From then it was an extremely quick iterative process where our team of industrial designers came in to visualize what these propositions could be. After that, it was a close collaboration with the engineers to bring the designs to life as working prototypes.

The 10 designs will be exhibited at Startup Asia Singapore 2014 from tomorrow. However, the exhibition will be open to the public on the 8th of May 2014 from 3.30pm onwards.

Finally, if you are interested to learn more about the designs, do sign up for the free showcase after the public viewing at 6.45pm.


Startup-asia


PS: Do stay tuned for the full case study, videos and possibly daily photo updates!

Paul Rand on Art and Aesthetics


If you can’t see the video click here.

What a great snippet of a 1996 film by Preston McLanahan. I really like how Paul Rand bridges the gap between art, aesthetics, form, content and ultimately design.

Aesthetics is the study of the interaction and fusion between form and content. —Paul Rand

Via: @johnmaeda

Can we fall in love with our computers?

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We don’t talk a lot about movies at Design Sojourn. Maybe we should?

Renowned futurist Ray Kurzweil, also a Googler working on machine learning and voice processing, reviews the latest Spike Jonze movie Her. Predictably the movie is about a man who falls in love with his operating system, or perhaps the artificial intelligence (AI) of his computer? Anyways the movie explores the notion of love and its manifestations.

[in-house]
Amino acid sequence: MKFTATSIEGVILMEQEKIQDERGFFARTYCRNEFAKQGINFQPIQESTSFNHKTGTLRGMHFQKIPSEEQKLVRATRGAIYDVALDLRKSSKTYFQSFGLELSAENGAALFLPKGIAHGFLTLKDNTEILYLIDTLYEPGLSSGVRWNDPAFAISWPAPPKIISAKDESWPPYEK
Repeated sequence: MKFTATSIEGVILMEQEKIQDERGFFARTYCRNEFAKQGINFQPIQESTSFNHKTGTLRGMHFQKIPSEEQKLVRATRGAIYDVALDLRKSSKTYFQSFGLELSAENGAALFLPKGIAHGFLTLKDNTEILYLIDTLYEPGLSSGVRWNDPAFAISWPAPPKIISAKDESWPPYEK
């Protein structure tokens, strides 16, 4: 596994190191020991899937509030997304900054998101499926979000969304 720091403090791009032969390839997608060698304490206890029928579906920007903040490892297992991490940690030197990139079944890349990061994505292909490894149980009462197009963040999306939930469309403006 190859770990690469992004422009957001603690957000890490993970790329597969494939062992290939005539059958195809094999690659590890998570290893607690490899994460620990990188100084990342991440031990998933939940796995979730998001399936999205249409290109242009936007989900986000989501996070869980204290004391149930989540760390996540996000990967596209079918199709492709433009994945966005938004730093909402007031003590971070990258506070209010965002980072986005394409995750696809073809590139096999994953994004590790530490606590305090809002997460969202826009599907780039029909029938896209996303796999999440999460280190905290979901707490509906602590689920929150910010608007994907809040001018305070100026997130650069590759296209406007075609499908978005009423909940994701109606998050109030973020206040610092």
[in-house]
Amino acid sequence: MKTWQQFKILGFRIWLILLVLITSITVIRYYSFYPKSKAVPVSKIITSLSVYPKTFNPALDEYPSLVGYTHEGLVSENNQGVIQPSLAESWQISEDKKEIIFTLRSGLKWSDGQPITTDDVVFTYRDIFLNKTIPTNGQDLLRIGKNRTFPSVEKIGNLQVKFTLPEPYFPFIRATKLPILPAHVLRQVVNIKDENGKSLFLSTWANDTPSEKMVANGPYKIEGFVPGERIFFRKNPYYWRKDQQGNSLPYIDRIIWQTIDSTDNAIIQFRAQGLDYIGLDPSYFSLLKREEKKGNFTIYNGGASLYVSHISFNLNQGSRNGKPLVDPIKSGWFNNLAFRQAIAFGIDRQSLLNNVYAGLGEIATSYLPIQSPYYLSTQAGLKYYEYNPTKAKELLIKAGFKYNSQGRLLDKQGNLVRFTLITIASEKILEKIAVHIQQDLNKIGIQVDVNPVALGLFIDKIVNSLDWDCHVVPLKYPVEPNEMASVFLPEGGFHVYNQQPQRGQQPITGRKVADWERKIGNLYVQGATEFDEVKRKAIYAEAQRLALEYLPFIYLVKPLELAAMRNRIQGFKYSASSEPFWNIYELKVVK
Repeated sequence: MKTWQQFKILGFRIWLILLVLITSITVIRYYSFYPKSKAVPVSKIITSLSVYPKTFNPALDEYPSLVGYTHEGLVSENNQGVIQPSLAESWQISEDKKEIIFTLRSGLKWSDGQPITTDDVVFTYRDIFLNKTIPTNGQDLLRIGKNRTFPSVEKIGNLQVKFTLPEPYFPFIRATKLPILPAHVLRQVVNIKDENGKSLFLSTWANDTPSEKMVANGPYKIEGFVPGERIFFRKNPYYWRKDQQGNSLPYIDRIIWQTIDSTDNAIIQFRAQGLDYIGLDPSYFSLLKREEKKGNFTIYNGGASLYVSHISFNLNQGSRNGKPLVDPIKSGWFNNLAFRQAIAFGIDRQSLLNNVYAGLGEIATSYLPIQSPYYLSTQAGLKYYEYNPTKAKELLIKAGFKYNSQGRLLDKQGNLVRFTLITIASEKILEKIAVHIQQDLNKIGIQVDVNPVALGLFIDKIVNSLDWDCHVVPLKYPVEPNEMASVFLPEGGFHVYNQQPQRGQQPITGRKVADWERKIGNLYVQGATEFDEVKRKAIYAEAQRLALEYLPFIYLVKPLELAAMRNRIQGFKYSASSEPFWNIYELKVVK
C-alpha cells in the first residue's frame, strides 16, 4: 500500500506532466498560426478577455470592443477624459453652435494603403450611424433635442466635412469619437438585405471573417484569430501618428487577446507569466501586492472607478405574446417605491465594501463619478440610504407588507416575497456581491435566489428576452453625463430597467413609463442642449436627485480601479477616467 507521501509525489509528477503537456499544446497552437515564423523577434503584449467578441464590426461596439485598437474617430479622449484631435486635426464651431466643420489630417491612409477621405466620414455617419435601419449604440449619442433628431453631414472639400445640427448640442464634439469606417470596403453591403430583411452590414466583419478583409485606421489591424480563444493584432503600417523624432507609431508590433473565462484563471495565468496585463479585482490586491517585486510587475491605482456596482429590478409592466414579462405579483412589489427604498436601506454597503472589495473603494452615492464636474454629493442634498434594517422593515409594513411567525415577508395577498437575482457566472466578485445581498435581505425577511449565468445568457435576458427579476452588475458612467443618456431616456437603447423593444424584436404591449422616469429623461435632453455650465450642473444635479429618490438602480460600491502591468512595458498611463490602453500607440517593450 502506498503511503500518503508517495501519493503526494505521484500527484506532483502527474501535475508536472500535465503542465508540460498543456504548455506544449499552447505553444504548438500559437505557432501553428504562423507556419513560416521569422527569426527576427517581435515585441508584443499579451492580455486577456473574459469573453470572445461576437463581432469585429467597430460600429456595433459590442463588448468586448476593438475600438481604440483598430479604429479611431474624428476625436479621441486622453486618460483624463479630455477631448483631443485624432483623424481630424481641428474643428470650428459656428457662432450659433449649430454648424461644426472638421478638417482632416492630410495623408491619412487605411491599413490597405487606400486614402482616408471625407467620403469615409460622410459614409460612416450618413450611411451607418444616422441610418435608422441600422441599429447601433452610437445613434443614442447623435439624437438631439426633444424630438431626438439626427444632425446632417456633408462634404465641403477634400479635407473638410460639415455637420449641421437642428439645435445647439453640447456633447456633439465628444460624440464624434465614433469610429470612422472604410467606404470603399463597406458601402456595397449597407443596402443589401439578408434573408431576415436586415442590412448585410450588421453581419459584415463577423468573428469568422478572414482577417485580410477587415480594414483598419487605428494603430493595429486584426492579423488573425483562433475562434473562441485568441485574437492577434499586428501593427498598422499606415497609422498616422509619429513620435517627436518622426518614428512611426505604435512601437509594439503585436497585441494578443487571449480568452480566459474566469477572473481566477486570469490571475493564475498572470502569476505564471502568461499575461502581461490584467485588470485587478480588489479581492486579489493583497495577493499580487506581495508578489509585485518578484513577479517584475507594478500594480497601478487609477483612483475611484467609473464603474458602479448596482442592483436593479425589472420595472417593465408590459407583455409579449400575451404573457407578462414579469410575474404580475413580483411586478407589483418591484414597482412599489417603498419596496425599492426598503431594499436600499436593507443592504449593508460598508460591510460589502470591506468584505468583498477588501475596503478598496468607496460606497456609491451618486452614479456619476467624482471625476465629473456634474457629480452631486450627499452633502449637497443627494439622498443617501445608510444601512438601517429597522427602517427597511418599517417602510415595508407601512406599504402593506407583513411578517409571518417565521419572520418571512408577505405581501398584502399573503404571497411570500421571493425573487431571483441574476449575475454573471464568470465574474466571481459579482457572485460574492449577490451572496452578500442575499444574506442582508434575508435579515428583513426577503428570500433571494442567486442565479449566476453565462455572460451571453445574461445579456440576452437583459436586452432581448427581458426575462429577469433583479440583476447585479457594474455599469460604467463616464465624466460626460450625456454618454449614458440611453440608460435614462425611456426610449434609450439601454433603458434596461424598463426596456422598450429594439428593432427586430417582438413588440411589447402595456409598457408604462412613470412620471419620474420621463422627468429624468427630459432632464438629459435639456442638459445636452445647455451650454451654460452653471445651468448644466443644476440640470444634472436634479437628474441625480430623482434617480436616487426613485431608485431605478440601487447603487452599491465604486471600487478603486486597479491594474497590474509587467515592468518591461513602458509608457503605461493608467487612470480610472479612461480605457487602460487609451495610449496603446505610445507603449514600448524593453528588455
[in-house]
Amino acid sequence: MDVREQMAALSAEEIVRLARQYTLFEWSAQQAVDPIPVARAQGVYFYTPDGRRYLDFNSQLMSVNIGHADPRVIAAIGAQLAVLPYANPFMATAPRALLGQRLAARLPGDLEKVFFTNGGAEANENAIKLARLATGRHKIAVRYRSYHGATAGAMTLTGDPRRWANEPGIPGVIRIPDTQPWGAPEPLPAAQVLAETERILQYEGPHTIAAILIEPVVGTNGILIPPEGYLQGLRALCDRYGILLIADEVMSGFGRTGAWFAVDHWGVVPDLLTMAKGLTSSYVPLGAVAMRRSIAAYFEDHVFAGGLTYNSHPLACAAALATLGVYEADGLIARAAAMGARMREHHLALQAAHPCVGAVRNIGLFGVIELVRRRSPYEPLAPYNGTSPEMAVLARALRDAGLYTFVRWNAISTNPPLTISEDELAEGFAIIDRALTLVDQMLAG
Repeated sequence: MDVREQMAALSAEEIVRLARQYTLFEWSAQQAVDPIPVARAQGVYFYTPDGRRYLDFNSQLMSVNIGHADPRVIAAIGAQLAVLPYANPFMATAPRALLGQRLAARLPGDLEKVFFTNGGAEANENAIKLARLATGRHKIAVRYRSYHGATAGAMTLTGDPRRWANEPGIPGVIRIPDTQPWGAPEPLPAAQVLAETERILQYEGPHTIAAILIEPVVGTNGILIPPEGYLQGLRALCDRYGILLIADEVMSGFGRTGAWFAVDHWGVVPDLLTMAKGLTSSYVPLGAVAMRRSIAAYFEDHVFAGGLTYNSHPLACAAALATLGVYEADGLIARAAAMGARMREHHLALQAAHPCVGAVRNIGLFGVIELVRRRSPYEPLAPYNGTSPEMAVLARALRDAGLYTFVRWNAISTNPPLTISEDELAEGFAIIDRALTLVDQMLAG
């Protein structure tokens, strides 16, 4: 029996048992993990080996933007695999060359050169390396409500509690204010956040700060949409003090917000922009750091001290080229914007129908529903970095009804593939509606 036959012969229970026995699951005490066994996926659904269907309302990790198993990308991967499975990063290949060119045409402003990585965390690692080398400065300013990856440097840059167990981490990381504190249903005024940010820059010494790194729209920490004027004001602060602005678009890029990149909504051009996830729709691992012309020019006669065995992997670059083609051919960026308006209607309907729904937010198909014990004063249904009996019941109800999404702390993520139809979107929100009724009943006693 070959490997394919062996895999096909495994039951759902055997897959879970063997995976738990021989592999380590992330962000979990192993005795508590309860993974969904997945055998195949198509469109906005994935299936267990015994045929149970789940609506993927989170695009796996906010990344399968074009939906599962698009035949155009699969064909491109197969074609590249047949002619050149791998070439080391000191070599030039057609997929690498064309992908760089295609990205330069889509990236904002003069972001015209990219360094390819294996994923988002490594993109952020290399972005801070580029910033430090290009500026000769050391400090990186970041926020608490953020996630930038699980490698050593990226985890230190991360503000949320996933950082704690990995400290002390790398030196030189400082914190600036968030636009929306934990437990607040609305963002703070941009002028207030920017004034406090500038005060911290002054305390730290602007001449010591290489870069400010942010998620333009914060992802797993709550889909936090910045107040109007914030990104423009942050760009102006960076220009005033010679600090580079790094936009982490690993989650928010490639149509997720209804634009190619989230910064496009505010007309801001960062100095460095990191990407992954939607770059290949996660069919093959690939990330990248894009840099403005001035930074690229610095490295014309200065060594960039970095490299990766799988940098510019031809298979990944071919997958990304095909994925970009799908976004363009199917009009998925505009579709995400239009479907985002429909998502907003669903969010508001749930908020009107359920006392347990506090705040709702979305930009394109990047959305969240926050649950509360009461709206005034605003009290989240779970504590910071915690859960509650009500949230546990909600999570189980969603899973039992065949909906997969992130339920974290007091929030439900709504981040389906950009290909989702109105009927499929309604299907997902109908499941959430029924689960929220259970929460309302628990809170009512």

While I’ve not seen the movie, I did feel troubled after watching the trailer. Though Charlize Theron, the voice of the AI Samantha, did help ease the discomfort. How about you?

Anyways Rays indicates that such learning and interactive “human level” AIs should come in about 2029, in about 15 years. A time of which with many of us would still be around. This would be made more possible with advances in tactile virtual reality systems that allow people to touch, shake hands or even kiss remotely.

I won’t go into too much more detail to spare you the spoilers, but Ray’s vision of the future is worth sharing:

In my view, biological humans will not be outpaced by the AIs because they (we) will enhance themselves (ourselves) with AI. It will not be us versus the machines (whether the machines are enemies or lovers), but rather, we will enhance our own capacity by merging with our intelligent creations. We are doing this already. Even though most of our computers — although not all — are not yet physically inside us, I consider that to be an arbitrary distinction.

Enjoy!

Via: Ray Kurzweil and Verge.

Beyond Design : Explorations Towards a New Practice of Design

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I thought you might like to know that I’ve been invited by my friends at the Shih Chien University Industrial Design Department to conduct a workshop to explore the future of the Design Practice and the Practice of Design.

Participants will understand and explore the changing roles of design and designers as a result of evolving industry trends and consumer needs. Central to our workshop discussions will be the function of Design Leadership and Design Research. I also think it will also be an interesting take on the application and evolution of Design Thinking from a Designers point of view. Have designers found a comfort zone with Design Thinking? Can designers better facilitate meaningful conversations? I’m really looking forward to this discussion!